Coffee changed your office forever — but not how you'd expect
Our coffee habits aren’t the only thing that changed with Starbucks’ ubiquity.
Before Starbucks went mainstream, coffee had just been a drink that perked you up. Once the Seattle giant became the biggest coffee brand in the world, coffee became an experience. But our coffee habits aren’t the only thing that changed with Starbucks’ ubiquity.
When you visit a Starbucks’ location, there will be at least a few people — typically screenwriters, freelancers, and other creatives — sitting at a table, white paper coffee cup on their side, working on their laptop or phone. This is no accident. Starbucks has actively encouraged customers to use its locations as a “third place” between home and work, “a warm and welcoming environment where customers can gather and connect.”
According to Joshua Zinder, founding principal of JZA+D, an architecture and design firm, this aspect of Starbucks’ design has influenced work campuses across America.
“The notion that you can work everywhere is a response to Starbucks and has had a huge influence on corporate cafes,” he says.
Before the 1990s, office cafeterias only existed to efficiently feed workers during a dedicated meal break. A 1993 Los Angeles Times article described these cafeterias as having “big steam tables filled with food prepared two hours ago.” Think “rubbery Salisbury steak and lumpy mashed potatoes.” Yum.
A transition had been underway in many corporate cafeterias to serve food that actually competed with what people ate for dinner at restaurants.
“Variety is absolutely essential,” Bob Kaiser, a food service industry consultant, told The New York Times in 1985. “Employees faced with the same menu week in and week out will eventually brown-bag it or go off-site for lunch.”
It seems obvious now, but only the biggest companies, such as Taco Bell and IBM, had been privy to these demands decades ago. Smaller employers would need some inspiration to change their on-campus offerings, and that’s where Starbucks comes in.
Toward the end of the 2000s, laptops and smartphones were slowly creeping into offices. The flexibility these devices afforded meant that work could be done anywhere, at any time.
“When the millennial generation came into the workforce, they liked the idea that they could work in Starbucks,” Zinder says. “They brought that experience from high school and college into their jobs.”
With open offices becoming the norm, providing flexible workspaces became a priority for companies. That meant people could work at their desks, in meeting rooms or phone booths, on lounge chairs or in cafeterias — and just like Starbucks, all these places needed good wifi. This flexibility not only made people feel more comfortable at work but had the benefit of encouraging people to spend more time in the office, collaborating with their peers, and working later.
“Our corporate clients and their employees expect more from their cafeterias now, and the increased investments have resulted in greater prominence and visibility for these spaces,” says Karen Bala, director of design at Dyer Brown. “They are now frequently located at entry points, often adjacent to lobbies and other kinds of dynamic space. They also more often enjoy views and vistas and lots of natural daylight. They are also spaces for informal collaboration, for “all hands” meetings and social events. They are, at times, the space that binds an office ecosystem together, which is vastly different from how they were designed and perceived just a decade ago.”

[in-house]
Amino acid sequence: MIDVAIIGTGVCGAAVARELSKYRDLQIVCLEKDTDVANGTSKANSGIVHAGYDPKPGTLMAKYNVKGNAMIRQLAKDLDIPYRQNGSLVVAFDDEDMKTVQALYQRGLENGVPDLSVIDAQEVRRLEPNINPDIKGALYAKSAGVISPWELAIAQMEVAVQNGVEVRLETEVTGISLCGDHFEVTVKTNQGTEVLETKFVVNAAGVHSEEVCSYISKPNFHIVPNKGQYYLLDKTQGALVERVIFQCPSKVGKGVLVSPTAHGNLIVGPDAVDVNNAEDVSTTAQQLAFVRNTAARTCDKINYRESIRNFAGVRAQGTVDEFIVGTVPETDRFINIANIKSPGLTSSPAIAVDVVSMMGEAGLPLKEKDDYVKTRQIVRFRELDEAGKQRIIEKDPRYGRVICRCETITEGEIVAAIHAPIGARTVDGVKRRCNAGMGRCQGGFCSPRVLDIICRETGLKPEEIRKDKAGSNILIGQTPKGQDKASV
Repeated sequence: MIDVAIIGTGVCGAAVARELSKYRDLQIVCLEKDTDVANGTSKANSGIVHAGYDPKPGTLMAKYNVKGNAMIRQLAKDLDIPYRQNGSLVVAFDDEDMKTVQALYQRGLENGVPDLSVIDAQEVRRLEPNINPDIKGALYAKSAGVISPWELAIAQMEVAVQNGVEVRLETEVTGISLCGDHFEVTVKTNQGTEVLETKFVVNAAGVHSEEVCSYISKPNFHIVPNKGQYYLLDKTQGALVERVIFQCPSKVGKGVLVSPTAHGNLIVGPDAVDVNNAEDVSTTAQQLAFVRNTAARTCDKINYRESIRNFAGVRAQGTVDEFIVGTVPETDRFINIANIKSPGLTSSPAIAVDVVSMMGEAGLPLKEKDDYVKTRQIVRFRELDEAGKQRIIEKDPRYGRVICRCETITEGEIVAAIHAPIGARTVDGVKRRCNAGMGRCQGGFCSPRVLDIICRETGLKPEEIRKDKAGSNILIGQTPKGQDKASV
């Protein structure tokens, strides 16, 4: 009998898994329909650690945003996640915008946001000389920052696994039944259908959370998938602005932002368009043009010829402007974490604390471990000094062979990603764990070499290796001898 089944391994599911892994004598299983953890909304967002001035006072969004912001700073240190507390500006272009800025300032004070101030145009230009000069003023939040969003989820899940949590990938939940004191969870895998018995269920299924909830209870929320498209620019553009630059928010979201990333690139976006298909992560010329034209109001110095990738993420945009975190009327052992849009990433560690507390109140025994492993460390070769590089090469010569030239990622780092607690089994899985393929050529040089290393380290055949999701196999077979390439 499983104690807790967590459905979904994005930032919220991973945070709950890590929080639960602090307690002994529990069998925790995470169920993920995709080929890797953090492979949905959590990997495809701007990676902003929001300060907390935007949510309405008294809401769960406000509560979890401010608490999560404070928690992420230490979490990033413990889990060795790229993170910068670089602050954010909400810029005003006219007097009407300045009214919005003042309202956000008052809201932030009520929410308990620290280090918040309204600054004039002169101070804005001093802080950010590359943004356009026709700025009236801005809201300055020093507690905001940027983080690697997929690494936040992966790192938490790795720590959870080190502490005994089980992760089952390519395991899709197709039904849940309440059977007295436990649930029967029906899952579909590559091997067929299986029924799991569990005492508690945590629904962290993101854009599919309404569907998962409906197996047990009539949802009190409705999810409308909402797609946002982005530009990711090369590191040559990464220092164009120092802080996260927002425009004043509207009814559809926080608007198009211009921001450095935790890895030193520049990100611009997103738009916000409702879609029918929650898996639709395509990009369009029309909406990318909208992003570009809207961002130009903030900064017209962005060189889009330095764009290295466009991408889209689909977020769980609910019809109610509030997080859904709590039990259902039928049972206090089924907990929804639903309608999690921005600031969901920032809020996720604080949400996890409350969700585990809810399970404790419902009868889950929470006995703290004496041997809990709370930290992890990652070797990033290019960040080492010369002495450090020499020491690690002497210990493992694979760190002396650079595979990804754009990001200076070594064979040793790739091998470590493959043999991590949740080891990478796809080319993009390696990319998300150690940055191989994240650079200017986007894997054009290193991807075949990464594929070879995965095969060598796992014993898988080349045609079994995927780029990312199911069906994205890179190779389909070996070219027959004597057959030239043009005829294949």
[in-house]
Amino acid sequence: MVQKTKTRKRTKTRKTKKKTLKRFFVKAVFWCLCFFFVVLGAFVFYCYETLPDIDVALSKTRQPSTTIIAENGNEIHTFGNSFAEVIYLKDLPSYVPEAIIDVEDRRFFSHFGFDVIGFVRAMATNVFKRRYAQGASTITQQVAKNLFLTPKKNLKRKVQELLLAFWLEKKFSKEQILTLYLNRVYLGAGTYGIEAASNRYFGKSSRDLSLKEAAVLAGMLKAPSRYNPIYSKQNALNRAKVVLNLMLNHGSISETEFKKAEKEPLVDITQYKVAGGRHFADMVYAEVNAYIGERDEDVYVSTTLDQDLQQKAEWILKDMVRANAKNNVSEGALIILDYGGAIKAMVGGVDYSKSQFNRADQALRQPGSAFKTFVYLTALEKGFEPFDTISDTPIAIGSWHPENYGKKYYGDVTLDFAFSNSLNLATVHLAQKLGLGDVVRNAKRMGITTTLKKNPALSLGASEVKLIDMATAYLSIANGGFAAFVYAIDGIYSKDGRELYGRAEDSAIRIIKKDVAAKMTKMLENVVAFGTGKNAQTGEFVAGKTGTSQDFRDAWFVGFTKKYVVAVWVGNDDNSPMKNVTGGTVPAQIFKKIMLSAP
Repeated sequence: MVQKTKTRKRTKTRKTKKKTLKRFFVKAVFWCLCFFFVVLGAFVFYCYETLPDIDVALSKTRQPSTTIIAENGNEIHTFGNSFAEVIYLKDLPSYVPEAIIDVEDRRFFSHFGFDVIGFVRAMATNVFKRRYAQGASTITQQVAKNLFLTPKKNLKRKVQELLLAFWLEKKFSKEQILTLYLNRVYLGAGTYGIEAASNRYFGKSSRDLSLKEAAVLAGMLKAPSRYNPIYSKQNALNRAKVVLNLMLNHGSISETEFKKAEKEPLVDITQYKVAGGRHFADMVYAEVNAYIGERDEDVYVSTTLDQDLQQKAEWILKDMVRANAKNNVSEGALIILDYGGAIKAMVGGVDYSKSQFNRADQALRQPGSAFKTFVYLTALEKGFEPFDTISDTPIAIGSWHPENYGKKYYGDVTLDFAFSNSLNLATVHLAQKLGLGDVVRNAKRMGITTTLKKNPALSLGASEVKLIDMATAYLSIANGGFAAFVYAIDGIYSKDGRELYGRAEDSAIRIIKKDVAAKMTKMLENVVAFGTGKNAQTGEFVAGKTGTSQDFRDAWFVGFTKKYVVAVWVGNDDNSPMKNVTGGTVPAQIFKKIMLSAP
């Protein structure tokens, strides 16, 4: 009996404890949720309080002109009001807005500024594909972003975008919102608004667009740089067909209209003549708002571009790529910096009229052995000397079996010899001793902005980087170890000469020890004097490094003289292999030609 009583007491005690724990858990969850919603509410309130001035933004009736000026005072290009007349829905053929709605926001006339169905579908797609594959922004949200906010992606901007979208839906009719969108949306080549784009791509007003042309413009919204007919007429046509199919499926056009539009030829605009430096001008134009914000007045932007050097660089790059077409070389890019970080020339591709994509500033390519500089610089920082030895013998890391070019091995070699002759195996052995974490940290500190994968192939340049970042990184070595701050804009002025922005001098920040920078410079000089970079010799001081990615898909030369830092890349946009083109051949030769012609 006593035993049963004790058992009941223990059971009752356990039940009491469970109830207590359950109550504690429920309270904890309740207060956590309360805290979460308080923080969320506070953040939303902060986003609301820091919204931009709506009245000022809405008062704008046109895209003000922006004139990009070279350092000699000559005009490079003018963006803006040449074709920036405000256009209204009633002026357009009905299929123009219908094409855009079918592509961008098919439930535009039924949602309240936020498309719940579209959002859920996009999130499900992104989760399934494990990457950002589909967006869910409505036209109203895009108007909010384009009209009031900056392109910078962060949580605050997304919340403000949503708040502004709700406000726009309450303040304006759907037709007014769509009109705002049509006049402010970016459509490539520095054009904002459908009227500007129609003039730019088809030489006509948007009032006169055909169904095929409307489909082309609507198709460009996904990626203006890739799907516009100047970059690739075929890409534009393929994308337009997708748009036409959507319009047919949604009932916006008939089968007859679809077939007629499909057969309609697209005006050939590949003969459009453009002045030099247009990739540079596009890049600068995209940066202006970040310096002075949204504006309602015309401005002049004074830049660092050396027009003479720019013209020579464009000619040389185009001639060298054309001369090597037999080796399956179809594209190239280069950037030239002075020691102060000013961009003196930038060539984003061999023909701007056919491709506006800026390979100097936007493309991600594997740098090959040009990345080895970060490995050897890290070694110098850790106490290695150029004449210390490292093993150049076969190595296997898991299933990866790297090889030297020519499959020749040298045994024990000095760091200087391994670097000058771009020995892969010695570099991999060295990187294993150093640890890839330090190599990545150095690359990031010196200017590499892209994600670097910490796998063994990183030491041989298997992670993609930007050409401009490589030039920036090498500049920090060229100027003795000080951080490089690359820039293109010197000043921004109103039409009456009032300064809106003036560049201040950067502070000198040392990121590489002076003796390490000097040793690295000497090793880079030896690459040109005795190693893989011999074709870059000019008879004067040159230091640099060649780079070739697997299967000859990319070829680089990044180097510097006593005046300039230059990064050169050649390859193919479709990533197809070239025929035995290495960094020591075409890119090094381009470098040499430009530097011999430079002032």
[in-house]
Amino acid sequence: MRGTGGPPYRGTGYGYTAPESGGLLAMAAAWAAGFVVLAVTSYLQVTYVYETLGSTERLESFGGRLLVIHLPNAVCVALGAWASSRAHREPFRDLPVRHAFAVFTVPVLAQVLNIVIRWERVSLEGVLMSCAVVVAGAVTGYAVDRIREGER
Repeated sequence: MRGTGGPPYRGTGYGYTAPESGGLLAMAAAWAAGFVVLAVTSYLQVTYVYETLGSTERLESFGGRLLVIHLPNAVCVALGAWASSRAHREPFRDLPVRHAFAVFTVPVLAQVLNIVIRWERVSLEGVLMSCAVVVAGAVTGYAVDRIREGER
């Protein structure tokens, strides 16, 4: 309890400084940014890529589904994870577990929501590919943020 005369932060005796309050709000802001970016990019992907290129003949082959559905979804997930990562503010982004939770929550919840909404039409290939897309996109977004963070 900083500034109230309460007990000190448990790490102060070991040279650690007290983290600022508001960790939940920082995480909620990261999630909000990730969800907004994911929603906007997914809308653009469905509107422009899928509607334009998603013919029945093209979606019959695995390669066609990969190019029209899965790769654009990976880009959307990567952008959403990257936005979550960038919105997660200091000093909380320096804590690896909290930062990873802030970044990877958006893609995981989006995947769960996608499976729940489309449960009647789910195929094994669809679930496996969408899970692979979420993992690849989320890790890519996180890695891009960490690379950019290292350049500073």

One trend that has run adjacent to Starbucks has been the farm-to-table movement, and that has also positively changed corporate cafeterias. Companies have realized the benefits of caring for their employees’ health, which has manifested in the form of fresh food and produce being readily available in offices.
“California’s farm-to-table movement and programs for school cafeterias have moved the culture forward by decades, setting the table, so to speak, for experts in design, food, and technology to cooperate effectively,” Bala says.
Companies also have more options when it comes to food providers for their offices. Along with private chefs and hospitality companies, there are also tech-driven operations including Fooda, EAT Club, and Grubhub, which connects companies with local brick-and-mortar restaurants to provide meals for their workers.
“These service companies also shrink or eliminate the requirements for prep areas and back-of-house support zones — and eliminate the need for serveries and kitchens — opening up more space for seating,” Bala says. “They transform an otherwise lifeless lobby or event space into a dynamic, socially activated experience,” much like a Starbucks.
More work campuses will incorporate open and well-lit spaces and offer healthy foods going forward. There will also be an increase in companies “inviting a variety of food and beverage vendors to service a single location, and a shift toward availability of micro-markets and coffee or snack kiosks installed in cafeterias, to capture a 24-hour workforce,” Bala says.
What’s unclear is how concerns about health and safety will impact workplace cafeterias. It’s possible companies may stagger meal times so less people take lunch at the same time and seating can be further spaced out, Zinder says. Another possibility will be internal apps for ordering campus food in advance for pickup or delivery to an employee’s space.
At least there’s one thing people can depend on staying the same: office coffee being good, something Starbucks definitely had a hand in.